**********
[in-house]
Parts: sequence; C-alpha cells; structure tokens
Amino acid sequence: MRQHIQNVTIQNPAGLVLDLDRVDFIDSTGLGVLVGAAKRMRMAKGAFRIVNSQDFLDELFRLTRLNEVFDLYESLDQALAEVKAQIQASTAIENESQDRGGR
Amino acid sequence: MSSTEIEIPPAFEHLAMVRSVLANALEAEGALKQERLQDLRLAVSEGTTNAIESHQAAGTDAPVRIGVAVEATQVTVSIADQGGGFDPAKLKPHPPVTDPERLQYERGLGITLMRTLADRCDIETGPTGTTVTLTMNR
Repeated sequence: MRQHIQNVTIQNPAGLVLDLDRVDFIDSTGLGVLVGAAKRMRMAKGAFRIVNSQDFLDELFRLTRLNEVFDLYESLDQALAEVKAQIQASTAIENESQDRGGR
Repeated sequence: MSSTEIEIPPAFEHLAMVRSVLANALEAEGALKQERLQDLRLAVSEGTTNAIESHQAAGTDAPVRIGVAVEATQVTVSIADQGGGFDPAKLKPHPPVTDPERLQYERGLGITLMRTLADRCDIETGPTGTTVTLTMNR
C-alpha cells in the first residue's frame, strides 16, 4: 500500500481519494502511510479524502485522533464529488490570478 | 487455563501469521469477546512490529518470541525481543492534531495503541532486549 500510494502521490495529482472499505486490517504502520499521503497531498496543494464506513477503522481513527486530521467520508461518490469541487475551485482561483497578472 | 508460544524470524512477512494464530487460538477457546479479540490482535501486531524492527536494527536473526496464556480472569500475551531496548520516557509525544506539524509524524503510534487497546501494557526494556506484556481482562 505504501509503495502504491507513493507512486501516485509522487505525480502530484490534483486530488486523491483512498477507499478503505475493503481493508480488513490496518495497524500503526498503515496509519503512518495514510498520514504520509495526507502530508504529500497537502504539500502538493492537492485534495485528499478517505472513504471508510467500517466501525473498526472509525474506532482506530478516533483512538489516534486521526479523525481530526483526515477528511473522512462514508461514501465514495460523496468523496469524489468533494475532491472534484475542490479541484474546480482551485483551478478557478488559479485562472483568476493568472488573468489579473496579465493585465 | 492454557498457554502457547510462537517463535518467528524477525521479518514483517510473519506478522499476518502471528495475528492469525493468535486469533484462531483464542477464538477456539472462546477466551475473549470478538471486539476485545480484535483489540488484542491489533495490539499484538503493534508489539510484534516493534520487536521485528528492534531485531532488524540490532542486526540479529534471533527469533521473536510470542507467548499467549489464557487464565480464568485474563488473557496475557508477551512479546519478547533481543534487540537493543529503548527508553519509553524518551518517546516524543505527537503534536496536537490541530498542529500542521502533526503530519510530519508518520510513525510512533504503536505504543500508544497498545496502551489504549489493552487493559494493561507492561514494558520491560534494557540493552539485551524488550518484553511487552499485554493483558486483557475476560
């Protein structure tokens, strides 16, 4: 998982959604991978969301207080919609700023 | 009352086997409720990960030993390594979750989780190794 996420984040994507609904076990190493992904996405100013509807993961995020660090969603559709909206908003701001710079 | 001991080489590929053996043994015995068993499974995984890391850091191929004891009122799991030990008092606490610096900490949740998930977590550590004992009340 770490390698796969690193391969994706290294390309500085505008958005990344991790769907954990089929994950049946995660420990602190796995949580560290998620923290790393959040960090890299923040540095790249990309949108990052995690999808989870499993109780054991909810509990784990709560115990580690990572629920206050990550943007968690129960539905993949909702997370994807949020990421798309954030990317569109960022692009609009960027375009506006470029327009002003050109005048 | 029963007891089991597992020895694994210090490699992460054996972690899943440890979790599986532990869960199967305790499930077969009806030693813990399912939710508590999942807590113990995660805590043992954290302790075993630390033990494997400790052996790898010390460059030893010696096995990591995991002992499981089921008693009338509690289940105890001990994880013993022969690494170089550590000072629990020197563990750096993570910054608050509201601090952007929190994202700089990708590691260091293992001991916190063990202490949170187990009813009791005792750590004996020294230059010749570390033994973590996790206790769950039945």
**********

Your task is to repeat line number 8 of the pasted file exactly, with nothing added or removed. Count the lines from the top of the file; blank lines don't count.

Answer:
């Protein structure tokens, strides 16, 4: 998982959604991978969301207080919609700023 | 009352086997409720990960030993390594979750989780190794 996420984040994507609904076990190493992904996405100013509807993961995020660090969603559709909206908003701001710079 | 001991080489590929053996043994015995068993499974995984890391850091191929004891009122799991030990008092606490610096900490949740998930977590550590004992009340 770490390698796969690193391969994706290294390309500085505008958005990344991790769907954990089929994950049946995660420990602190796995949580560290998620923290790393959040960090890299923040540095790249990309949108990052995690999808989870499993109780054991909810509990784990709560115990580690990572629920206050990550943007968690129960539905993949909702997370994807949020990421798309954030990317569109960022692009609009960027375009506006470029327009002003050109005048 | 029963007891089991597992020895694994210090490699992460054996972690899943440890979790599986532990869960199967305790499930077969009806030693813990399912939710508590999942807590113990995660805590043992954290302790075993630390033990494997400790052996790898010390460059030893010696096995990591995991002992499981089921008693009338509690289940105890001990994880013993022969690494170089550590000072629990020197563990750096993570910054608050509201601090952007929190994202700089990708590691260091293992001991916190063990202490949170187990009813009791005792750590004996020294230059010749570390033994973590996790206790769950039945």